Wait, that's a little presumptuous. How do you know he is being led on? Just because you had a few engrossing conversations and because he cleaned your glasses for you at the breakfast table? I shot back in my defense.

I'm not a fucking idiot, thank you very much. He is obviously attracted to me, I told myself stating what I assumed was the obvious.

Yes ok, maybe he is attracted to you but he knows you're married. MARRIED. You are NOT responsible for his feelings. You don't have to not have engrossing conversations with a fellow writer--which is one of the purposes of your visit here--just because you happen to find him
attractive and are afraid you are leading him on. And furthermore even if you are leading him on--which I don't think a few conversations constitutes--you don't have to feel guilty that you aren't kissing him as if you are a teenager afraid of being called a tease. I can't believe that you are actually feeling guilty about making yourself seem attractive even though you are unavailable. You can be an attractive, engrossing person Jennifer and not feel guilty about it. It's ok, I said, trying to talk myself down.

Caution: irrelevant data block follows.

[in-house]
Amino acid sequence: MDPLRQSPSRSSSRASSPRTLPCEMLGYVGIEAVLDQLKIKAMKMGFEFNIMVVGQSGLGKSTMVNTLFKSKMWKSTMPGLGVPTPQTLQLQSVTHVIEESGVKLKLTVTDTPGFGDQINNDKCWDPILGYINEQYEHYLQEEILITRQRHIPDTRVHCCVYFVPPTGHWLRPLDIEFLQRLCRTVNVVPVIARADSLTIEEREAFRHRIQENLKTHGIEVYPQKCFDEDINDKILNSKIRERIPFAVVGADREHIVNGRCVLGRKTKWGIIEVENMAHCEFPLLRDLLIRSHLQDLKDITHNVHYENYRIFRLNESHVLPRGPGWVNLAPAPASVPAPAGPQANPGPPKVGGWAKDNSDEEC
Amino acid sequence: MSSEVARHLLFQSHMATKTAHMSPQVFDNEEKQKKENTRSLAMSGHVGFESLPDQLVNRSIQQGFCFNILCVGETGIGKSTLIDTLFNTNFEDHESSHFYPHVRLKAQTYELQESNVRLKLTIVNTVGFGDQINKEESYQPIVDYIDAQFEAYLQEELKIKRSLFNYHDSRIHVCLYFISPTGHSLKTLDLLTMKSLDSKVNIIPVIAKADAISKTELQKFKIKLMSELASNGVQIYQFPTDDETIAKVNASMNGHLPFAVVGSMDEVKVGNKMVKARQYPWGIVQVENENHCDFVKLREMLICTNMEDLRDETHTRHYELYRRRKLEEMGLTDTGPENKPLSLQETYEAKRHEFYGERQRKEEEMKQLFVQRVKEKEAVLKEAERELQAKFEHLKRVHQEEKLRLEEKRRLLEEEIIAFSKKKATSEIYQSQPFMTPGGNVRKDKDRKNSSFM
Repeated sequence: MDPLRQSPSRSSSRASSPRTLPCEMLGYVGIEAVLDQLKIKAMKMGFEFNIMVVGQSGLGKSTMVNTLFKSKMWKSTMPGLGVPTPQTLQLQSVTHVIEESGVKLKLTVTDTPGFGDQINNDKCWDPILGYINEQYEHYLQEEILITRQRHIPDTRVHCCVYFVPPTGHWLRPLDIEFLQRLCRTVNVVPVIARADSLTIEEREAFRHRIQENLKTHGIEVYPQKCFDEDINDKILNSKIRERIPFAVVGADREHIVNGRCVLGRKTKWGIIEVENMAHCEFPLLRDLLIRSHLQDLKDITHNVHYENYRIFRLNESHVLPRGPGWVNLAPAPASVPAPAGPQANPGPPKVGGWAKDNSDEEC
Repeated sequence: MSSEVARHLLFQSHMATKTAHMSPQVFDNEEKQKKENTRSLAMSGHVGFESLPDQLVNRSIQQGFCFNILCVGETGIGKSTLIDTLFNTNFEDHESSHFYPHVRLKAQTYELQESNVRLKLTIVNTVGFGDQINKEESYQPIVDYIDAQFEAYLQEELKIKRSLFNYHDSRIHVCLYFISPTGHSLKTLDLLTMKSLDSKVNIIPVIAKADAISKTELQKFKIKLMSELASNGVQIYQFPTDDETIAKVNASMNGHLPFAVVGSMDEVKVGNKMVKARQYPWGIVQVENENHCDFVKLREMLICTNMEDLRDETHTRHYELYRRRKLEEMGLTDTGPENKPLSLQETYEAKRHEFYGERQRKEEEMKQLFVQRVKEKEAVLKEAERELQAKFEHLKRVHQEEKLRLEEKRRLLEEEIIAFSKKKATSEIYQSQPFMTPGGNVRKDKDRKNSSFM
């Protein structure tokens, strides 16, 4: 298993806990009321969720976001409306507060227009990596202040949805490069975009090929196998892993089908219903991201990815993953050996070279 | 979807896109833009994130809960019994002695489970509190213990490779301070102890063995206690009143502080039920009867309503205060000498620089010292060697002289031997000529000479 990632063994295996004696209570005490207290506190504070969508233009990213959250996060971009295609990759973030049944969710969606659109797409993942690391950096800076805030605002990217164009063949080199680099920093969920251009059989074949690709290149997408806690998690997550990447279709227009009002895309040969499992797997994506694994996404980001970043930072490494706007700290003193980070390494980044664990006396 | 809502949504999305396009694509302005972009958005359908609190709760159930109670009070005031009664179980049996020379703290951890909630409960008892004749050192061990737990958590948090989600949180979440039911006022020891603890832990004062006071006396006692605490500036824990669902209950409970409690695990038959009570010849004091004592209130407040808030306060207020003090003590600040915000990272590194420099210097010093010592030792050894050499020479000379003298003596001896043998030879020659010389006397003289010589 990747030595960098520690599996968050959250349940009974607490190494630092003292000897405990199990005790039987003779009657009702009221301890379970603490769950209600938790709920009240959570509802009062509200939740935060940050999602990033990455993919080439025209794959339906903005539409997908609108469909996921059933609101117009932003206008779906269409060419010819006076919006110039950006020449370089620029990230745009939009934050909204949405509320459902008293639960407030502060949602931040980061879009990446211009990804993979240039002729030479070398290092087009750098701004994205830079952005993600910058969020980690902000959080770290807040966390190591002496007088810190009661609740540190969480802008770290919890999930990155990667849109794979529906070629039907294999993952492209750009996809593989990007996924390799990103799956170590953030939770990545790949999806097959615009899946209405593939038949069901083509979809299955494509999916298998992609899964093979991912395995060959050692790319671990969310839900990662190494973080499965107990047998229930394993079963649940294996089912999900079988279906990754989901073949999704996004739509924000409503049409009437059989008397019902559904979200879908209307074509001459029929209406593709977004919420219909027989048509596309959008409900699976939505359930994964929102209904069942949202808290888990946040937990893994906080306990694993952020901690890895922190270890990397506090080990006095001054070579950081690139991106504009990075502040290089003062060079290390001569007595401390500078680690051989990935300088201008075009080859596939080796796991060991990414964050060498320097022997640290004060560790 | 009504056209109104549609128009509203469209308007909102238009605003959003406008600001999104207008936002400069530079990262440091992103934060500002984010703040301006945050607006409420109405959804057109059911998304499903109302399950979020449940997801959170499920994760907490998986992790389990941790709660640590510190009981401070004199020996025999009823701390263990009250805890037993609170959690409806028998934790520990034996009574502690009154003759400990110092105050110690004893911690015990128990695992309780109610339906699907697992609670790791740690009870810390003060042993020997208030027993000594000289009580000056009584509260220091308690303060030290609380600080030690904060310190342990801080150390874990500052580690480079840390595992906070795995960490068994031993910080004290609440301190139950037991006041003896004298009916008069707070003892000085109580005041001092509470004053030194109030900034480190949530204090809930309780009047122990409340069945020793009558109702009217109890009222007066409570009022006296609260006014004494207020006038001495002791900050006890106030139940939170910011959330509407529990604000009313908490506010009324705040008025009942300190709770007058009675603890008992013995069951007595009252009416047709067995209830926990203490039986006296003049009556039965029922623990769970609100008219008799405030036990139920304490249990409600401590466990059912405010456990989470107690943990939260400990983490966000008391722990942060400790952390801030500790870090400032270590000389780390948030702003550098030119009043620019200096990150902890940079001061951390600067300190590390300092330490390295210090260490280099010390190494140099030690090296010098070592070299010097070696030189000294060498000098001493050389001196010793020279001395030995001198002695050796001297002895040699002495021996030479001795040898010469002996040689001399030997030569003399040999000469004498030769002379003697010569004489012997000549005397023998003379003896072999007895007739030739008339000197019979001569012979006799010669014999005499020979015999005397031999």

Yes, but that's not the problem. The problem is the buzzing and how to turn the buzzing off.

Maybe Jennifer, maybe you just have to be honest with him, I proposed.

Ok, I'll contemplate this outrageous thought for a minute. What would an honest Jennifer say? I asked myself.

Tell him that you find him attractive and love talking to him but that you are married and you are sorry if you have spent too much time talking to him as if you are interested in kissing him because you aren't, I offered.

No, no, no. I can't assume that he wants me to kiss him, I can only say I feel attracted and am sorry but . . . And then all of the sudden I knew what I had to do.

I turned over on my belly and thought certain thoughts, which led to other more graphic thoughts starring the Energy Source. It must have been precisely at the moment that I could no longer think anything at all that the electrician re-entered my body and heaved off the switch because the next time I saw the Energy Source I was surprised slash shocked to find him annoying. His voice was annoying, what he said was annoying, how he walked annoying. . . everything about him annoyed me. Fuumph! The lights went off as quickly and as hard as they had gone on. Thank God I'd found the switch. I was free to go back to loving my husband.